18th OCTOBER 1863

extracted & adapted from the report by

F.H. RICH Captain R.E.

An accident on the London, Brighton, and South Const Railway, which occurred on the 18th October 1663, when a Portsmouth excursion train ran through Three Bridges Station and came into collision with the buffers at the end of a blind siding, just beyond the station.

No persons are reported to have been seriously injured, although several complained of slight bruises.

An excursion train, composed of engine and tender, one third-class break carriage occupied by a guard only, three Parliamentary carriages, one second carriage, one composite, nod one third-class break carriage, in which the second guard rode (the carriages being coupled in the order given), left Portsmouth at 6.50 p.m. (or 6.51 p.m.) on the 18th ultimo. It arrived at  Arundel Station about 15 minutes late, and reached Three Bridges Station about eight minutes before the time appointed. The distance between Arundel and Three Bridges is 29 miles, and was run in 47 minutes; which is at the rate of 37 miles per hour.

The approach to Three Bridges station from Arundel, is on a curve of 18 chains radius, and the gradient from the distant signal to the station rises at the rate of 1 in 897 till within eight chains of the station, when it fall, at the rate of 1 in 284 into the station.

The station is protected on the Arundel side with a distant signal, which is about 580 yards from the nearest end of the platform, and can be seen for about a mile, in approaching it. There is an intermediate signal, which only shows" green or red light, and "station signal, called a dummy signal, placed about 36 yards north of the station, which can be seen for
about 300 yards before reaching it. All three of these signals are worked from the junction box to the south of the station. The stop buffers at the end of the siding, or more properly at the end of the line on which the train was travelling (as the up Portsmouth line is taken by o. cross-over rand into the main line between Brighton and London.), arc about 135 yards north of the station. 

The engine driver states that he approached the distant signal, which was at ·• all right," at tho rate of 25 to 30 miles an hour. The other witnesses rate the speed lower, but it is probable that it was nearer the average at which the train had travelled from Arundel. According to the evidence, steam was shut off and all the breaks were put on, before approaching or just after passing the distant signal. When the driver whistled for the breaks on passing the intermediate signal, which was at caution, they were already hard on; the train ran through the station at a speed of eight to ten miles per hour and after passing the dummy or station signal, which was at danger, the driver reversed his engine, and just before striking the stop buffers he put on steam, but could not stop his train, which ran against the stops at of speed of two or three miles per hour. The engine forced back the buffer plank, and the lending wheels mounted the bank. No damage was done to any of the carriages, except to the carriage next to the front break, which had the centre seat broken down.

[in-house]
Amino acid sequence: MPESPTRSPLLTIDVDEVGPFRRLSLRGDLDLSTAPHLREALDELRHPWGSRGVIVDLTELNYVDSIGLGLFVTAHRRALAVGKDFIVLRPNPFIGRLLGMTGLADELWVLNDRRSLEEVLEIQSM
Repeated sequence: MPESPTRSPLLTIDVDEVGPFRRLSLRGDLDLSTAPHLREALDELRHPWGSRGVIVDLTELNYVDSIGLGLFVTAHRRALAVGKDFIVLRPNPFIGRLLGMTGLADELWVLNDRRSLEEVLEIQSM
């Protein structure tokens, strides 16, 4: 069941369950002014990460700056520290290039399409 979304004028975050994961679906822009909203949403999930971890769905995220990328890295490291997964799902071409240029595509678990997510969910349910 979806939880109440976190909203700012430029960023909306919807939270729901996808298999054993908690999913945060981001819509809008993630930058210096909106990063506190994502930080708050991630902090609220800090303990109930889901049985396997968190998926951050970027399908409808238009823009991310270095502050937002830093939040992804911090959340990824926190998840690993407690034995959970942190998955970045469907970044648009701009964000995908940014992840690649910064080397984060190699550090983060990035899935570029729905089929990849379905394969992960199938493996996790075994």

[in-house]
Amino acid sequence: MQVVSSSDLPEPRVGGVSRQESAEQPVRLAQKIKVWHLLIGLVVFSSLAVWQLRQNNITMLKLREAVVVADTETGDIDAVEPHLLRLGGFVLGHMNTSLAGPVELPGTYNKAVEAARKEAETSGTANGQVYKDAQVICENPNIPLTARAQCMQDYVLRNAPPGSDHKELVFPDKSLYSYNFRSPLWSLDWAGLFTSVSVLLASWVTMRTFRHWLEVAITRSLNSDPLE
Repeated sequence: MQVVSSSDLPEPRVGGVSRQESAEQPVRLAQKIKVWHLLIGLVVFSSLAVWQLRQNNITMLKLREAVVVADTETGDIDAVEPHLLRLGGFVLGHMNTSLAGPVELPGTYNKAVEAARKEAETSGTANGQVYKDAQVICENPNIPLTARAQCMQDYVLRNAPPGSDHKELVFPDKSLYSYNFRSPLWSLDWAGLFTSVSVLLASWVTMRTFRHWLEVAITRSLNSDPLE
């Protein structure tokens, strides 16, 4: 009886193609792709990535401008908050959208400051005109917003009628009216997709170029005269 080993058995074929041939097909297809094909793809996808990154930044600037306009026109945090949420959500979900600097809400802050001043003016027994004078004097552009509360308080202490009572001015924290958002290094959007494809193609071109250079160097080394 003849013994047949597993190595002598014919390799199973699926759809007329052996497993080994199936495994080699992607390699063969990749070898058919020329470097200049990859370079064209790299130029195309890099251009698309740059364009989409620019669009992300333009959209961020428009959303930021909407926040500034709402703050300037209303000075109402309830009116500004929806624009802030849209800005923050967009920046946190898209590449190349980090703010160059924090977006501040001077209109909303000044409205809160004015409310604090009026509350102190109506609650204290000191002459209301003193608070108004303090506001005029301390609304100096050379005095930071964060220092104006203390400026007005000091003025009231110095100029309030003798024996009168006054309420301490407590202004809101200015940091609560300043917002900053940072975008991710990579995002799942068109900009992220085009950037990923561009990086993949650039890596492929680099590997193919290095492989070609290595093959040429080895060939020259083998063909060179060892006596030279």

It appears that the night was dark and damp, and that the rails were greasy. The engine driver further pleads his partial ignorance of the up line from Portsmouth, inside the Three Bridges station; he went down that morning, and has constantly driven on the main line to Brighton and to Portsmouth via Steyning, and knows the other parts of Three Bridges station; but he says that ir was the first time he had drove on the line at Three Bridges on which the accident occurred, and that he thought that when running through the station, he would pass by the cross-over road to the north of it, into the main line, instead of going as he did straight on to the buffers at its termination. This no excuses much worse consequences might have caused if a train had been passing on the up main line at the moment.

There appears no reason why the speed should have been so great between Arundel and Three Bridges, as to bring in the train eight minutes before the appointed time, and the accident was caused by running up to and passing the distant signal such speed as prevented the train being brought to a stand at the station, even though it was provided with a good proportion of break power. There was a bell communication between the guard and the driver, but the former did not think it necessary to use it, though he noticed from the speed they were going hat they would reach Three Bridges before their time. 

The driver bears a very good character. He has been driving 17 years, 13 1/2 years for the South Western and South Eastern Railway Companies, and 4 1/2 for the London, Brighton, and South Coast Company. He states that this is his first mishap. 

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